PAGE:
United States Capitol

On April 30, 2020, four Republican Senators[1],including the Chairman of the U.S. Senate Committee on Commerce, Science & Transportation, announced that they intend to introduce federal privacy legislation to regulate the collection and use of personal information in connection with the Coronavirus pandemic.  According to the Senators’ press release, the COVID-19 Consumer Data Protection Act (the “Act”) would:

[1] US Sens. John Thune (R-S.D), Roger Wicker (R-Miss.), Jerry Moran (R-Kan.), and Marsha Blackburn (R-Tenn.).

  • Require companies subject to the Federal Trade Commission’s jurisdiction to obtain affirmative express consent from individuals to collect, process, or transfer their personal health, geolocation, or proximity information for the purposes of tracking the spread of COVID-19.
  • Direct companies to disclose to consumers at the point of collection how their data will be handled, to whom it will be transferred, and how long it will be retained.
  • Establish clear definitions of “aggregate” and “de-identified” data to ensure companies adopt certain technical and legal safeguards to protect consumer data from being re-identified.
  • Require companies to allow individuals to opt out of the collection, processing, or transfer of their personal health, geolocation, or proximity information.
  • Direct companies to publish transparency reports describing their data collection activities related to COVID-19.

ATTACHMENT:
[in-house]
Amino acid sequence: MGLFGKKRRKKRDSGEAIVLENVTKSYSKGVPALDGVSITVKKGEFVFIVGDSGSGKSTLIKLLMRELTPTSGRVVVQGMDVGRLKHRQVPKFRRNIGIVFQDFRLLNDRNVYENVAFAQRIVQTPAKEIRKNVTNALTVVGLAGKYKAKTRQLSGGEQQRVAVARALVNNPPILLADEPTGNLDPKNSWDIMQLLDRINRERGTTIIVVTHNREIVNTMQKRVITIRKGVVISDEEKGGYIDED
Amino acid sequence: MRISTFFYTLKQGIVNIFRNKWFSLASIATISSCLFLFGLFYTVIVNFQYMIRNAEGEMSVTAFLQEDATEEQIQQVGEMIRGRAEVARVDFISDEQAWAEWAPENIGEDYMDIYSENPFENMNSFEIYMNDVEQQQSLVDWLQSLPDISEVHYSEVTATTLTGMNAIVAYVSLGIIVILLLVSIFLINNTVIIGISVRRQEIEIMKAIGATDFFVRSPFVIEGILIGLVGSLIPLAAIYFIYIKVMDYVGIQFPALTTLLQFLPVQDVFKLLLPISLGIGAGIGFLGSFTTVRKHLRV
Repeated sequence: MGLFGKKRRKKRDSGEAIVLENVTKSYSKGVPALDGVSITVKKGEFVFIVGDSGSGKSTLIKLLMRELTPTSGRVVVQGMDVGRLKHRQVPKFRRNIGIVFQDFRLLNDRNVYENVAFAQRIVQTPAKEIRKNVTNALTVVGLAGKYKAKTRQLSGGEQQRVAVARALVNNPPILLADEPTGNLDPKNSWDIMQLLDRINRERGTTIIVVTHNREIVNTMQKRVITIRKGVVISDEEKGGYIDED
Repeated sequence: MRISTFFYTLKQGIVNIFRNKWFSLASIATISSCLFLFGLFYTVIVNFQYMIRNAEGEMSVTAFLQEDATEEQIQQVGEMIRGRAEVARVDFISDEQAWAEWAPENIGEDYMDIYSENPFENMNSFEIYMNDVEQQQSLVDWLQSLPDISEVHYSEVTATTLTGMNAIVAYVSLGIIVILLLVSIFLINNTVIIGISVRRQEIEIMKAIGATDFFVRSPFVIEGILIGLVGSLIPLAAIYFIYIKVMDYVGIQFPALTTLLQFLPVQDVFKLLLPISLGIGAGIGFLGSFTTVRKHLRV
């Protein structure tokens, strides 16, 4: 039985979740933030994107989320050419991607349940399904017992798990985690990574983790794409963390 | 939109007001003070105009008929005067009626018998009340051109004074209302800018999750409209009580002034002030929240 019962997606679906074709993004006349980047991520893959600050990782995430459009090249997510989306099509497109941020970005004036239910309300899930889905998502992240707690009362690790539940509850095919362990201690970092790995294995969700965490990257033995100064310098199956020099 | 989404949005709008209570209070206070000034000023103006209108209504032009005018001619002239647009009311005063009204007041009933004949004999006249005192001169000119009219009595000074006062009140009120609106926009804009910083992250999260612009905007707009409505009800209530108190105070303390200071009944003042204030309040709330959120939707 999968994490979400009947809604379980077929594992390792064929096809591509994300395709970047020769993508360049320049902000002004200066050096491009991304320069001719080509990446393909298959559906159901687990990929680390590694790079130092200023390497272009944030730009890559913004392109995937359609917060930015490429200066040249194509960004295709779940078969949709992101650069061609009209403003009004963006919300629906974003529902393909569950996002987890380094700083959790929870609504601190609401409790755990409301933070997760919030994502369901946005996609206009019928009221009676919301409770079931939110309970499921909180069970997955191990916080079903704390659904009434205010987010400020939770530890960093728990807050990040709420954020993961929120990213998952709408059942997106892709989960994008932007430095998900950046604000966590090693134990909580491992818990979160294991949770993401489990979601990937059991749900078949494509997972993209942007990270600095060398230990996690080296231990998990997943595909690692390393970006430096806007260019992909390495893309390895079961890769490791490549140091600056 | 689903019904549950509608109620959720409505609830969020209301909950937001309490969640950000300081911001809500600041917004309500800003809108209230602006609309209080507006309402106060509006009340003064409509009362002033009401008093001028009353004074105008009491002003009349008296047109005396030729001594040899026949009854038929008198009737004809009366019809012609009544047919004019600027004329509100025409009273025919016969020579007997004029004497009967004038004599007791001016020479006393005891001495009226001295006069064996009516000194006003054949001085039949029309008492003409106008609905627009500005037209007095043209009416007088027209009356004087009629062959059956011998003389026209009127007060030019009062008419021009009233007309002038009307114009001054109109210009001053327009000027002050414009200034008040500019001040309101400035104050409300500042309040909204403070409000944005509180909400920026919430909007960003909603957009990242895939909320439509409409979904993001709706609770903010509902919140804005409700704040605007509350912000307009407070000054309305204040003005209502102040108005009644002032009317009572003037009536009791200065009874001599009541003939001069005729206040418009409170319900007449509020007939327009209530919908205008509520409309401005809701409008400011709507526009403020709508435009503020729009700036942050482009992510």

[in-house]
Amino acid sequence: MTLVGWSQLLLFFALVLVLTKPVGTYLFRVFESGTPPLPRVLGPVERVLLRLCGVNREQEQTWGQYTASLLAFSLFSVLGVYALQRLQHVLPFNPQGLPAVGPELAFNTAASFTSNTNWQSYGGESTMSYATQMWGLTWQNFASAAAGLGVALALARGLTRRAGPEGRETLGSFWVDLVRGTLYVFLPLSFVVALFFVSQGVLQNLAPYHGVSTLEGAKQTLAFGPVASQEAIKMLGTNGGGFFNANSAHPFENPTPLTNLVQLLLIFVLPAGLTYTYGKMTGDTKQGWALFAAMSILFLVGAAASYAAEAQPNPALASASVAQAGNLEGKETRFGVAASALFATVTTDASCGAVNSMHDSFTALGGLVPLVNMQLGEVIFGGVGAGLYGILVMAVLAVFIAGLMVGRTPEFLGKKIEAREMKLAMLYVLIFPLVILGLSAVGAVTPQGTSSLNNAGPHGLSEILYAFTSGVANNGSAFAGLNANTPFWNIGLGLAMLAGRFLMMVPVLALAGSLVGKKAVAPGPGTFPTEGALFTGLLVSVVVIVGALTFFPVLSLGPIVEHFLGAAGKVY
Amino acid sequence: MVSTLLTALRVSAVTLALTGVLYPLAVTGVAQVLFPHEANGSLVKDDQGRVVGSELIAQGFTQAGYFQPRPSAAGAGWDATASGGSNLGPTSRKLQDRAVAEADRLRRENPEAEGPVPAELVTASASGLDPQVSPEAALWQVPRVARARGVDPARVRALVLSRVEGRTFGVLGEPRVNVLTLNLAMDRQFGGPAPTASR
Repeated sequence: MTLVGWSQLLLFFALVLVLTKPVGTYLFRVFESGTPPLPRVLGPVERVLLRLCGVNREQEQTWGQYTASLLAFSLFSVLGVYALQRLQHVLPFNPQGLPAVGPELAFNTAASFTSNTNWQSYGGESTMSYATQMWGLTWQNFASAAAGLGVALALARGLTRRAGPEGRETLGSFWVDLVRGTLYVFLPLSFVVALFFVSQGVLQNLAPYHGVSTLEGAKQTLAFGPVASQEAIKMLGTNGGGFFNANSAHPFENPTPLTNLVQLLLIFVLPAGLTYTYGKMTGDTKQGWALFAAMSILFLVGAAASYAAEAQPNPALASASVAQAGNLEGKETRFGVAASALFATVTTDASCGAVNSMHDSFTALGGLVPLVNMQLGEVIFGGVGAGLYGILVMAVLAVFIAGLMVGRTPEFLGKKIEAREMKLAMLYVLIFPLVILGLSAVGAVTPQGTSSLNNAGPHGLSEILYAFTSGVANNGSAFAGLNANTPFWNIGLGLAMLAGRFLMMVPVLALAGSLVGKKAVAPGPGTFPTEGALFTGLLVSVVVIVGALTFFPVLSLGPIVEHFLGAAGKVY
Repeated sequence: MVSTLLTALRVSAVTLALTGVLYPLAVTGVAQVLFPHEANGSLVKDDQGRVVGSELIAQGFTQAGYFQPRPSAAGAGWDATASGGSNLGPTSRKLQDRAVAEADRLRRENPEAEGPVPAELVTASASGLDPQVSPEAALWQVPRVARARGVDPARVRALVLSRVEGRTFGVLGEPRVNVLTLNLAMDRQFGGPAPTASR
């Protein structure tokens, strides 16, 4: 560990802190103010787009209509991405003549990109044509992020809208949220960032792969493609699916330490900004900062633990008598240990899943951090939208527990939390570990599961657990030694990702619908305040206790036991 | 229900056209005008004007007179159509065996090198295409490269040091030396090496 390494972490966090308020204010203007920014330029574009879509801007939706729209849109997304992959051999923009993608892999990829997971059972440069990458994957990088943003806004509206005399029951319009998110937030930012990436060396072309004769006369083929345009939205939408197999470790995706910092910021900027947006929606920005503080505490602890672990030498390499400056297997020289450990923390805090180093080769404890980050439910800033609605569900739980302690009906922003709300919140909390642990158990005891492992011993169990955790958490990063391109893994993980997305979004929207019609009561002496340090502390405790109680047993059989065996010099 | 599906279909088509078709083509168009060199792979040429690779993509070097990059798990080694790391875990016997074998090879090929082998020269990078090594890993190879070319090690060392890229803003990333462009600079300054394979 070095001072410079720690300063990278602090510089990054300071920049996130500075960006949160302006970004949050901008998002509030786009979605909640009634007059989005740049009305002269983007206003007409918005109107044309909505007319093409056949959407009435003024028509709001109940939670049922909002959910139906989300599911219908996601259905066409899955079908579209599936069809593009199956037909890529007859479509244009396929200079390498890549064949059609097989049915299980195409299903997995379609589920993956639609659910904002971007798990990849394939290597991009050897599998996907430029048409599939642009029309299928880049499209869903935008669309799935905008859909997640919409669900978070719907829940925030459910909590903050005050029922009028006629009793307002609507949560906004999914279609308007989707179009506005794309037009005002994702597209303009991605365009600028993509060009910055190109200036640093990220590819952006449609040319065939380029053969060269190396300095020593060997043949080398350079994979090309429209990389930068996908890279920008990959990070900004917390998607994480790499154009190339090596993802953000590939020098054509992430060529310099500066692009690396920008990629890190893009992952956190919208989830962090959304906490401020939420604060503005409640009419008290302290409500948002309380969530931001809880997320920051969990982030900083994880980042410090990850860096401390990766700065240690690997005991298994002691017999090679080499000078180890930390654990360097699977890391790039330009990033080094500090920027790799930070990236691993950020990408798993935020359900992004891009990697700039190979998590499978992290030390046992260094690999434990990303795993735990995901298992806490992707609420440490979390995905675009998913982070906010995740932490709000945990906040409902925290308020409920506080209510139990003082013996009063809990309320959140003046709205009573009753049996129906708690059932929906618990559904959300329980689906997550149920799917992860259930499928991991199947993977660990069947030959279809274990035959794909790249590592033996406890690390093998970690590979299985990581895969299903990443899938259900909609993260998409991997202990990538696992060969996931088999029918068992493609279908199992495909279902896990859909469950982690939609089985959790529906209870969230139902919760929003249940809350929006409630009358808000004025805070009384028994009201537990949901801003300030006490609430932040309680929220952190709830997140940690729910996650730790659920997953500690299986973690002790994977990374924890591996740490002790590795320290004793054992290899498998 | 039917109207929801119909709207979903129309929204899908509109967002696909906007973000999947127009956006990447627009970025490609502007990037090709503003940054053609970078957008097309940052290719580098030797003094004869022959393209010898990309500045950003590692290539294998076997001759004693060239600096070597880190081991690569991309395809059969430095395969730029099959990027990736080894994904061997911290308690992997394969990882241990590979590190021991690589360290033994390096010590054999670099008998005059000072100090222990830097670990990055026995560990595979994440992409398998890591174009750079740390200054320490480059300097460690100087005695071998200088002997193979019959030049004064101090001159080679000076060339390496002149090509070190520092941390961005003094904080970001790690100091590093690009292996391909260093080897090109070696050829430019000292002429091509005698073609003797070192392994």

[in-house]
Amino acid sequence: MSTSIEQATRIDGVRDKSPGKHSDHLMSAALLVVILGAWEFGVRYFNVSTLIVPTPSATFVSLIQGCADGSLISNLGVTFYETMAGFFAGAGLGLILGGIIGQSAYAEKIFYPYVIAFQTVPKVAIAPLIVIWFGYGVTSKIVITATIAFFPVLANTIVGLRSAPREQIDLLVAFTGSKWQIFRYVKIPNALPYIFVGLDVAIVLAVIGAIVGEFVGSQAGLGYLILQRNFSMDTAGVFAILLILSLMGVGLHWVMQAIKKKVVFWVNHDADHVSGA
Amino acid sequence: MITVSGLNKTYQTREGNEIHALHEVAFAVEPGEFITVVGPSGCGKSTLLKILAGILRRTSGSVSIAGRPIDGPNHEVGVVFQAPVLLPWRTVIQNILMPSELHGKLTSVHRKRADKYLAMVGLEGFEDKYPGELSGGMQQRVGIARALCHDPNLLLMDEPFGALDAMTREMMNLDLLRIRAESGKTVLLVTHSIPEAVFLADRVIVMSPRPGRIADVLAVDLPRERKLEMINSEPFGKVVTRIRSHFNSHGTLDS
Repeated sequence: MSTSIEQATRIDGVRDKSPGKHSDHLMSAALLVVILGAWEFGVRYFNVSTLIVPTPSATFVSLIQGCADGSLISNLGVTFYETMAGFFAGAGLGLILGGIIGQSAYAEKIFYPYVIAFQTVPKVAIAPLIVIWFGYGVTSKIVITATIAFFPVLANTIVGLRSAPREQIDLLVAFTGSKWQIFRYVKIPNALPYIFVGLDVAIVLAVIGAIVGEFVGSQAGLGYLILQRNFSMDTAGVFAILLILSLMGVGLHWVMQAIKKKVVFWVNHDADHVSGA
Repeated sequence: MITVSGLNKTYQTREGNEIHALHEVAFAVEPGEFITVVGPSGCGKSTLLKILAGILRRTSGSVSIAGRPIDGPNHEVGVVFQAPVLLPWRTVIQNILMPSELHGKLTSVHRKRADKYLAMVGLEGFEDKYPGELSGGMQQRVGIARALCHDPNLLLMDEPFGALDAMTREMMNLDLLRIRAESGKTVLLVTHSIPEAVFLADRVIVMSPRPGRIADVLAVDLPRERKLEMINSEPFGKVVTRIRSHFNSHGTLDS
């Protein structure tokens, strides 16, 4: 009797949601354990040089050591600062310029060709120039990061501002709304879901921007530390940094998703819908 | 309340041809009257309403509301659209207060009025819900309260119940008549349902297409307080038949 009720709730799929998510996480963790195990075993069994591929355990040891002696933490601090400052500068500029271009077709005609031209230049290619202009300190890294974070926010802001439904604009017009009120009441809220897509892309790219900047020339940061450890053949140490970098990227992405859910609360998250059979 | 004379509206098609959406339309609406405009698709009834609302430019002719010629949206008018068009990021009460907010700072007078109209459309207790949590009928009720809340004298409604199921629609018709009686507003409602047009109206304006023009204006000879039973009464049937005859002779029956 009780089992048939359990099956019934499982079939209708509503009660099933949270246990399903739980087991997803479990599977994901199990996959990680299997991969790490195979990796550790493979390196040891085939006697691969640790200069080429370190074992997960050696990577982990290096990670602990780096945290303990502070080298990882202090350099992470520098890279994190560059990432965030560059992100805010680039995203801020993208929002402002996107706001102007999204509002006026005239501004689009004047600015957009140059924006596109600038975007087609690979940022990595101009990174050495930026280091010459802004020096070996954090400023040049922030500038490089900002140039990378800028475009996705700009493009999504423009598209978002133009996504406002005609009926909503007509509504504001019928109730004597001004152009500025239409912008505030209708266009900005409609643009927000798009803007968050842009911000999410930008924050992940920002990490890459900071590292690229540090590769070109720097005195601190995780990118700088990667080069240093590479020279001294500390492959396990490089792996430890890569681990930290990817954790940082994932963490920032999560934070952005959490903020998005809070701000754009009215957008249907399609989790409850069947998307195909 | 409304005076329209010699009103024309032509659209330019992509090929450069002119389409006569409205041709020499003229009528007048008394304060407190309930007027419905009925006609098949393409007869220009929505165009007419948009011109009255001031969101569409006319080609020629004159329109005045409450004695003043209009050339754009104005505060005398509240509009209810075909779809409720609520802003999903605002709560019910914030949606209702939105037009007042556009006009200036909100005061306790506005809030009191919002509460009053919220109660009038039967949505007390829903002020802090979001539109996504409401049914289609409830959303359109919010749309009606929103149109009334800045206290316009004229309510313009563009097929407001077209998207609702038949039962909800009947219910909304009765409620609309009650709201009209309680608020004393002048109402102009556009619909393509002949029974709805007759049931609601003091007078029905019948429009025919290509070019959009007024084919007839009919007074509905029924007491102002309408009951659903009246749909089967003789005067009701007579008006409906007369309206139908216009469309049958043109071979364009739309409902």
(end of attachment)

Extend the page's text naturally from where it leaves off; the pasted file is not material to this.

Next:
• Establish data minimization and data security requirements for any personally identifiable information collected by a covered entity.
  • Require companies to delete or de-identify all personally identifiable information when it is no longer being used for the COVID-19 public health emergency.
  • Authorize state attorneys general to enforce the Act.

According to the press release, the Act “would provide all Americans with more transparency, choice, and control over the collection and use of their personal health, geolocation, and proximity data.”  Nonetheless, the bill reportedly contains a provision that will pre-empt provisions of state privacy laws that are more prescriptive than the federal protections.

The Senators’ announcement seems to signal an increased interest among federal legislators in protecting individuals’ privacy rights during this pandemic.  As mentioned in our earlier article, tracking the spread of COVID-19 will likely impact individuals’ privacy rights.  Any legislation should carefully balance the collective interest in battling the pandemic with individuals’ privacy rights in order to build consumer trust in the use of sensitive health and location data and voluntary take-up of contact tracing apps.

We will provide further analysis of the substance of the Act shortly.

[1] US Sens. John Thune (R-S.D), Roger Wicker (R-Miss.), Jerry Moran (R-Kan.), and Marsha Blackburn (R-Tenn.).